It’s not just older women who are gingerly tiptoeing their way to foot perfection. Younger women are also demanding “extra upholstery” so that they can stay upright in their 5-, 6- and even 7-inch heels.

During her recent stint as guest editor of Woman’s Hour on Radio 4, J.K. Rowling admitted she was one of the millions of women who are passionate about heels. The 1.63m-tall author confessed that she was not a “sensible flats girl “, except when walking the dog. She describes shoes as “the most mythologised and fetishised fashion item of all “.

At his practice in downtown Manhattan, Dr Oliver Zong, who coined the term toe-besity, acknowledges that the lengths to which some women will go in order to fit into desirable shoes is “rather odd”. He recalls a woman who came into his surgery recently, having flown in from Hong Kong, and asked him to reduce her feet from a US size 10 to a size 7.
He declined.

But Dr Zong does do a lot of toe shortening and toe lengthening, and charges US$ 1,750 a toe. “People say they avoid going to the beach or they won’t go near a swimming pool because they hate their feet, and once they’ve had surgery they get back their self-esteem,” he says The latest craze is narrowing wide toenails so women can fit into narrow shoes. “We kill the nail roots on one side or both sides of the nail, either surgically or chemically,” says Dr Zong. This is the same procedure that’s used for ingrowing toenails, he says, and costs only a few hundred dollars. This is often done together with toe tucks. Dr Zong claims many women also suffer from toe-besity and want to slim down their big toes. “We take out the excess fat – it’s actually just a tiny amount – and we might shave down the bone a bit to make it aesthetically pleasing,” he says.

No Going Back

At his clinic in Beverly Hills, podiatrist Dr Ali Sadrieh says it is un realistic to expect women not to wear narrow-toed high heels. His treatments have user-friendly names, such as the Cinderella (which incorporates multiple procedures, including a bunionectomy), the Model T (aesthetic toe lengthening) and the Perfect 10 (aesthetic toe shortening).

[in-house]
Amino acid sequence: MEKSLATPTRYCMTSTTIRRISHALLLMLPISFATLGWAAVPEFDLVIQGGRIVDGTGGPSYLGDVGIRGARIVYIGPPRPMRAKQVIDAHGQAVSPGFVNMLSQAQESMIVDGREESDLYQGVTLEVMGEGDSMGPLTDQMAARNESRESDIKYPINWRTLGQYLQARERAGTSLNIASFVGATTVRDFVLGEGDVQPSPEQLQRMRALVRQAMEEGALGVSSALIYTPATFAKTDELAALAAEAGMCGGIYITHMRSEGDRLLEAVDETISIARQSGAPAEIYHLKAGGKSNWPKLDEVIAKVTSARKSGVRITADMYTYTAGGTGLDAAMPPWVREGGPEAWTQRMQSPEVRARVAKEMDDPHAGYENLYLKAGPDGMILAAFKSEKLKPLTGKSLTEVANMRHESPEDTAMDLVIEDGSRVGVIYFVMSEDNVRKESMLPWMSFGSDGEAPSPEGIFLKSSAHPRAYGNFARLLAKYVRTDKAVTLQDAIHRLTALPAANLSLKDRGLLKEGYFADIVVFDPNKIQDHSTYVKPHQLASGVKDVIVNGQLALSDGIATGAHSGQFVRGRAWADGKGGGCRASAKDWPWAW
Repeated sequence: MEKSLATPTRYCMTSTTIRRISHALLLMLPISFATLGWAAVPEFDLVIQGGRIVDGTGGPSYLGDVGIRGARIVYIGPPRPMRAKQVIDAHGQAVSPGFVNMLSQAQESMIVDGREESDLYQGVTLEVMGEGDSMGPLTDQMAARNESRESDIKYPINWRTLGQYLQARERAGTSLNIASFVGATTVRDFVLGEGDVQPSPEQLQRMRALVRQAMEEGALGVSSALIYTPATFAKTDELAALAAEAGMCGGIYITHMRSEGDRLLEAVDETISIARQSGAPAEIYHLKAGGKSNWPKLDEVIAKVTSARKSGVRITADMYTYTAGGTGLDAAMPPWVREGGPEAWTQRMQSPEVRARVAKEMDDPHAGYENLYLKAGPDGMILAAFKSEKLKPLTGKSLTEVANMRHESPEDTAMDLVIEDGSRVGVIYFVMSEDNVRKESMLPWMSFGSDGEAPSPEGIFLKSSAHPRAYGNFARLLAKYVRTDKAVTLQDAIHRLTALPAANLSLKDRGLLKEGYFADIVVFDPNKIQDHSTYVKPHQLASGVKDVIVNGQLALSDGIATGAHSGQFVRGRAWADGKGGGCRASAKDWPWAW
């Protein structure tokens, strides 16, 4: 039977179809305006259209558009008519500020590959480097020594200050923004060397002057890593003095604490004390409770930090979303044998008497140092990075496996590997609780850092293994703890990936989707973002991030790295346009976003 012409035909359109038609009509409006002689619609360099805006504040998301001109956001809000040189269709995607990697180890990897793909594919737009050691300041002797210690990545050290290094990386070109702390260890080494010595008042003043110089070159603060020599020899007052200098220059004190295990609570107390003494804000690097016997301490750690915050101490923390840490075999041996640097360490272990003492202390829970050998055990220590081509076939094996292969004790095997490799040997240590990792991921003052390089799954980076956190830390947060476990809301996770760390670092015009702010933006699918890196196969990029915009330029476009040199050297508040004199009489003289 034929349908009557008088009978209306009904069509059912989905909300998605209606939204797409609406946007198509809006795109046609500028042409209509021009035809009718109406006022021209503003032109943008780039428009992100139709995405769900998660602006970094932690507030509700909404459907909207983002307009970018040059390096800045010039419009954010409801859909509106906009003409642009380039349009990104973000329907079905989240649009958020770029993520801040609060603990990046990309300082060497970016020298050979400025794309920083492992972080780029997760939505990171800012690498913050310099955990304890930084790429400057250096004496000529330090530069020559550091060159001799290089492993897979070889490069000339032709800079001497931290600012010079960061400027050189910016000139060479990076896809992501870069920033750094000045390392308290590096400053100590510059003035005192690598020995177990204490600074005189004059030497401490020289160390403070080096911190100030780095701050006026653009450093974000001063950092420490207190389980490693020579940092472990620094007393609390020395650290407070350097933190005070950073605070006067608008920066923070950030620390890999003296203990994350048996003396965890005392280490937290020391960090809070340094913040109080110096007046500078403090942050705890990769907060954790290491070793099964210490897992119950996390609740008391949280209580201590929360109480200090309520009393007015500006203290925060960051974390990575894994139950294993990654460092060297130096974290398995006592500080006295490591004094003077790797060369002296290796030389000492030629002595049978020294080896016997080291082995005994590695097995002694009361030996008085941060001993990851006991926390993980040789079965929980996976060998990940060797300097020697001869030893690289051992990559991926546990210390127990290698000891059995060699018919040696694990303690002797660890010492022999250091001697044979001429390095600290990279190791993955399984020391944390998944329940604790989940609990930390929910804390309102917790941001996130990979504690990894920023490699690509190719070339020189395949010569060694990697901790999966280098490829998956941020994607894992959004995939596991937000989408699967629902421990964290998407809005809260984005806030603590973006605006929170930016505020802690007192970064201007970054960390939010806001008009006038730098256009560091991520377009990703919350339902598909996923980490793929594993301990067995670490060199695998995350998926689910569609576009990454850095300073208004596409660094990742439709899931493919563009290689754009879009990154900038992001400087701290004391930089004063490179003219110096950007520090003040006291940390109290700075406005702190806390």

Doctors here say they haven’t seen requests for extreme foot surgery like “toe tucks” and sole plumping . Dr Dutton says toe shortening , for instance, is rare, partly because “most Asian patients are petite and can fit into their shoes”. But he adds: “The problem here is that they may continually force their feet into heels and narrow toe boxes. Over time this results in bunions, a deviation of the toe , and they then seek surgery to correct that.” The problem may recur if patients don’t change their footwear .

Ultimately, there is a trade-off between heels and healthy feet. “I always say that everyone’s feet have a ‘lifespan’,” says Fiona. “Some people have a shorter foot life pan, while others can ‘abuse’ their feet for a longer period because they were born with better foot and muscular structures. Either way, you can prolong your foot’s longevity by wearing good supportive shoes when you don’t need to wear fashionable heels.” Check in regularly with a podiatrist as well.


Think twice before getting surgery to shimmy into stilettos. “The foot is special because it’s a weight-bearing structure,” says Fiona Hu, chief podiatrist of The Sole Clinic and the president of the Podiatry Association (Singapore). “There’s a greater risk of post surgery complications compared with other parts of the body that don’t bear weight, like your face.”
“Changing the shape of your feet alters their biomechanics,” warns Dr Andrew Quoc Dutton, orthopedic surgeon with SMG (Singapore Medical Group) Orthopaedic Group. Shortening a single toe for instance, can have a domino effect on the rest of your leg, he says. You’ll naturally place more pressure than normal on shortened toes while walking, and the natural alignment of your ankle and knee may also be thrown off-kilter as they accommodate your newly shaped foot. The result? Greater risk of long-term pain and inflammation. “You may need more surgery to correct these things,” he adds.

This article was published in The Sunday Times on 29 June 2014.

Photo by Kaboompics .com from Pexels.